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Career Planning Is for Everyone, Even People Who Feel Lost

Career Planning Is for Everyone, Even People Who Feel Lost

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By Anna Sommer
Career Exploration Specialist, APUS

When I began college, I wasn’t sure what I wanted to do with my life. I was never career-driven and didn’t know how to translate my interests into a potential profession. I’ve ended up doing what has interested me the most at any given point in my life.

I earned a degree in English because I liked to write. I worked various jobs in several industries — including insurance, retail, sales, and education administration — because they seemed interesting. In my spare time, I pursued other interests, including writing, dancing, traveling, jewelry making, teaching yoga and becoming a mom.

Start a management degree at American Public University.

I spent 20 years buzzing around from one thing to the next, feeling as if I couldn’t quite visualize my purpose in life. In many ways, I felt like a failure. Then I transitioned into my current role as a Career Exploration Specialist, helping people just like me figure out their career goals and how to get there. Ironic, right?

But something amazing happened when I took this role. As I spoke with students and listened to their stories and struggles, I watched a trend develop. Students were naturally falling into two categories regarding their approach to their career and life — either there was a single destination or there were many destinations.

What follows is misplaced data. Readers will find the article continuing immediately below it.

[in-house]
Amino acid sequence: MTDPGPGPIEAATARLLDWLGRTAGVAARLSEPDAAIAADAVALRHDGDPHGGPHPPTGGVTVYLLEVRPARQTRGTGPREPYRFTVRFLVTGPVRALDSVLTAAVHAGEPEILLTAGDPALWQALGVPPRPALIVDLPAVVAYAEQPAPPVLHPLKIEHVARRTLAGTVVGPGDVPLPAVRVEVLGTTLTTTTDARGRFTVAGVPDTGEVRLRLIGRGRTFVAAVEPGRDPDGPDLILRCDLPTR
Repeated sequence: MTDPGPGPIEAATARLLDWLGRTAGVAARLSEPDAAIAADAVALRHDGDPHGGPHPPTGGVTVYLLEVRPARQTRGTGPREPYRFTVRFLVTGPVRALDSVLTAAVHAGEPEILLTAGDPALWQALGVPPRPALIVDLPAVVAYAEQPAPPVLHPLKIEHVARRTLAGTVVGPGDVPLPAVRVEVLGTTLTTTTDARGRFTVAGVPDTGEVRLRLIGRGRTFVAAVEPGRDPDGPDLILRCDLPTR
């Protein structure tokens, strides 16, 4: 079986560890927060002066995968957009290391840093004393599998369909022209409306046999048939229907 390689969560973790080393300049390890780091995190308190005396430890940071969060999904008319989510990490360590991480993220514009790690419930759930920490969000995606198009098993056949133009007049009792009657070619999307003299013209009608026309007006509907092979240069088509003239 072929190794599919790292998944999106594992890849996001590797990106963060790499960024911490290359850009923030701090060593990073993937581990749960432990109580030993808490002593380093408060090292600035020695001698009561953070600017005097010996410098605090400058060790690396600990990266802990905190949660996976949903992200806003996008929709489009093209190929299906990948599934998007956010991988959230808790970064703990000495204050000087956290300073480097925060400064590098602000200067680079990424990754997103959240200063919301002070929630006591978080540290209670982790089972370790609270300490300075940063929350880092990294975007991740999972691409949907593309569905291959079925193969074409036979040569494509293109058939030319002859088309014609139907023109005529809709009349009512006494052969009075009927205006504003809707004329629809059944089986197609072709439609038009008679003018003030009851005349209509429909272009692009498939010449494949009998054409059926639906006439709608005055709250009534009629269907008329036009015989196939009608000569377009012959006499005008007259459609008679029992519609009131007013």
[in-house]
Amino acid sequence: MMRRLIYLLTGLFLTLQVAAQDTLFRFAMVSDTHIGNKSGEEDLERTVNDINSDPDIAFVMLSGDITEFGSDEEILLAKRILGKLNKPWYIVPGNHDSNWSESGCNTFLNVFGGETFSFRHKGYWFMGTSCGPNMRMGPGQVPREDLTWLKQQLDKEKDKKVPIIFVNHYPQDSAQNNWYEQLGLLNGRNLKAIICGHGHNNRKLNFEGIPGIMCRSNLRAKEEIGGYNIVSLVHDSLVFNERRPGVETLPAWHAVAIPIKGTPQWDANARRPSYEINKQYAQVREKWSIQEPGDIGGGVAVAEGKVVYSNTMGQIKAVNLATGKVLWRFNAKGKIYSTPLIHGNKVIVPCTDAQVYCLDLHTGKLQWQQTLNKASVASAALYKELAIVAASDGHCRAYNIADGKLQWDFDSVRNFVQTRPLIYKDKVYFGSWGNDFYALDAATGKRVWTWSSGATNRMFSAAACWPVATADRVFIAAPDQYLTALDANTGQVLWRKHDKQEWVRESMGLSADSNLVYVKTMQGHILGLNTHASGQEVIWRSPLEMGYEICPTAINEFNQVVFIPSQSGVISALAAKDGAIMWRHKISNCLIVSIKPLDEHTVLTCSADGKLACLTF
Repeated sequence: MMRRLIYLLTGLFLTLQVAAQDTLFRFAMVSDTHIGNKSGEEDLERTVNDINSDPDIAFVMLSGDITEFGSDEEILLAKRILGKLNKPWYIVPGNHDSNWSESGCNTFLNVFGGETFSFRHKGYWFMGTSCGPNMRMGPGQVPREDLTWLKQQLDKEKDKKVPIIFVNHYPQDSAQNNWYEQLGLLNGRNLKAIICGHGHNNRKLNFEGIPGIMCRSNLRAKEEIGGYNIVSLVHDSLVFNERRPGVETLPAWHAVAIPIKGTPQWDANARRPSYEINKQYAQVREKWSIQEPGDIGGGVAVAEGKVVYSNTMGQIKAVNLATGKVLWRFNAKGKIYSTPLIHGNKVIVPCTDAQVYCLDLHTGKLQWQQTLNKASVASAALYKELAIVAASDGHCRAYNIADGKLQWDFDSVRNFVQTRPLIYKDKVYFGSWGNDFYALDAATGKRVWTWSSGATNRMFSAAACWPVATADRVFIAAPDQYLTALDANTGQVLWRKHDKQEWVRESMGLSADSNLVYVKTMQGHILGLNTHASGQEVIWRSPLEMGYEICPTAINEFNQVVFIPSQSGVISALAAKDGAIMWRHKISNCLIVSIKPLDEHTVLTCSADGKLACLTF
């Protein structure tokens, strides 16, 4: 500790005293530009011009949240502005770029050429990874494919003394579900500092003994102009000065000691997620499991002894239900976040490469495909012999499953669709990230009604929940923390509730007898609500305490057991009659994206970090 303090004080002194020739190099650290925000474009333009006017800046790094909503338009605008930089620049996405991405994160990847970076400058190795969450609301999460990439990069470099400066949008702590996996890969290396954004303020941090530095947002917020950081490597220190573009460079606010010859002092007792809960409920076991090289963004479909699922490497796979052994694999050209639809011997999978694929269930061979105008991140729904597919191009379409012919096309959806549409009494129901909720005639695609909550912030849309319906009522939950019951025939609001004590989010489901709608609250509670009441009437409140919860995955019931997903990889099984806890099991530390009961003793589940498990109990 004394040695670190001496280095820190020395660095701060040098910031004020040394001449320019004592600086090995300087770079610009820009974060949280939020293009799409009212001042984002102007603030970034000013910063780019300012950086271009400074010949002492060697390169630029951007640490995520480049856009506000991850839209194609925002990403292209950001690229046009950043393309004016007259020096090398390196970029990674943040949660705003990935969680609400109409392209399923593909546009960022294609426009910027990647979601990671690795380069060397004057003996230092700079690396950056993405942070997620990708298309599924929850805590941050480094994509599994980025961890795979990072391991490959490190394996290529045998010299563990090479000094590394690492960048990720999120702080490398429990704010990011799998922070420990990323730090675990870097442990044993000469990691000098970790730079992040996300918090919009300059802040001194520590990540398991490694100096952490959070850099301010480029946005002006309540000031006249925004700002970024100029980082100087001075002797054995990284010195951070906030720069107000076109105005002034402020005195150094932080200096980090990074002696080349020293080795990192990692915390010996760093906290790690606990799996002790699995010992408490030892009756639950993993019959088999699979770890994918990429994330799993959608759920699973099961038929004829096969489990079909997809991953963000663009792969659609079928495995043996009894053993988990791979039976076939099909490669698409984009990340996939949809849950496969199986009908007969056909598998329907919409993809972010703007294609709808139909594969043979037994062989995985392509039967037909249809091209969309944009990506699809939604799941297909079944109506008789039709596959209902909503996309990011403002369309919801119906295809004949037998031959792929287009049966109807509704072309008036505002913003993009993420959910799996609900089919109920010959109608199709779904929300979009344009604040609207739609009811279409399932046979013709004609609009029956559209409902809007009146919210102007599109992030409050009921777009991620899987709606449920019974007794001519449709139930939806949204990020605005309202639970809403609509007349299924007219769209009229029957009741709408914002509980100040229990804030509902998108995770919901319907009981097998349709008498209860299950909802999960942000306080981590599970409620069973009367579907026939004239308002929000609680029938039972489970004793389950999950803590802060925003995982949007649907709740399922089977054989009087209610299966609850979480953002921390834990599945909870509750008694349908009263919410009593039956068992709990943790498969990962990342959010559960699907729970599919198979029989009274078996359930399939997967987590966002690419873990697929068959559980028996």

My brother, who started college one year ahead of me, had something that I did not. He had a plan, a single destination. He wanted to be an architect and had a detailed, five-year path to get there.

It wasn’t until I began work as a Career Exploration Specialist that I realized it was okay for us to be different. There are different ways to approach career planning, and everyone holds a map that is unique to them. It’s not about which one is good or bad, right or wrong. There are just different ways to engage in the many phases and aspects that make up a career over a lifetime.

Some Already Know What They Want Their Career to Be

Some people, like my brother, hold a career map with a single destination. They have a more defined idea of the industry, profession, or job they want to pursue and view this idea as their end point or overall career goal. These people take deliberate steps to acquire the education, skills, and experience they’ll need to progress over time and achieve that career goal.

So how can you tell if you hold a single-destination map? If you’re holding a single-destination map, you likely possess the following qualities:

  • You are a go-getter and approach your career and life with a clear goal and path.
  • You tend to be goal-oriented.
  • You visualize the big picture and how each step along the way will enhance or detract from that picture.
  • You find your career and life overlap in ways that form your overall identity.
  • You can easily answer the question, “What do you want to be when you grow up?”
  • You prefer progress towards a single destination, even if that destination changes or evolves over time.

Those people with a single-destination map may seem to have a fixed path, but it can actually be fluid, with detours along the way. Yet there is always a defined path that leads to a single destination. The map has a starting point, an end point and a clear line showing the way from beginning to end.

A Career Map with Multiple Destinations

Other people, like myself, hold a map with multiple destinations. One of the main differences here — other than having no starting point, connecting line and end point — is that these individuals don’t know their map is designed differently.

These multiple-destination map holders are very common. They also become confused and frustrated, because they don’t feel like they are getting anywhere in their lives and careers.